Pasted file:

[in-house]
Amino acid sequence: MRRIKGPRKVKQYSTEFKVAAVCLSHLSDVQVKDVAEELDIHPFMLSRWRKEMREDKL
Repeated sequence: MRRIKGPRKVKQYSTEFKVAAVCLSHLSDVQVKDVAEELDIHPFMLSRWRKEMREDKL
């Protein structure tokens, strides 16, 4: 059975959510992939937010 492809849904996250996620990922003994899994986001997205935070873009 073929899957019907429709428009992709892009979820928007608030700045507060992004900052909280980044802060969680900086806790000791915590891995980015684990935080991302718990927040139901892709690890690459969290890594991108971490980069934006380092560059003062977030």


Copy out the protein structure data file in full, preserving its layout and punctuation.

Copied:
[in-house]
Amino acid sequence: MRRIKGPRKVKQYSTEFKVAAVCLSHLSDVQVKDVAEELDIHPFMLSRWRKEMREDKL
Repeated sequence: MRRIKGPRKVKQYSTEFKVAAVCLSHLSDVQVKDVAEELDIHPFMLSRWRKEMREDKL
């Protein structure tokens, strides 16, 4: 059975959510992939937010 492809849904996250996620990922003994899994986001997205935070873009 073929899957019907429709428009992709892009979820928007608030700045507060992004900052909280980044802060969680900086806790000791915590891995980015684990935080991302718990927040139901892709690890690459969290890594991108971490980069934006380092560059003062977030």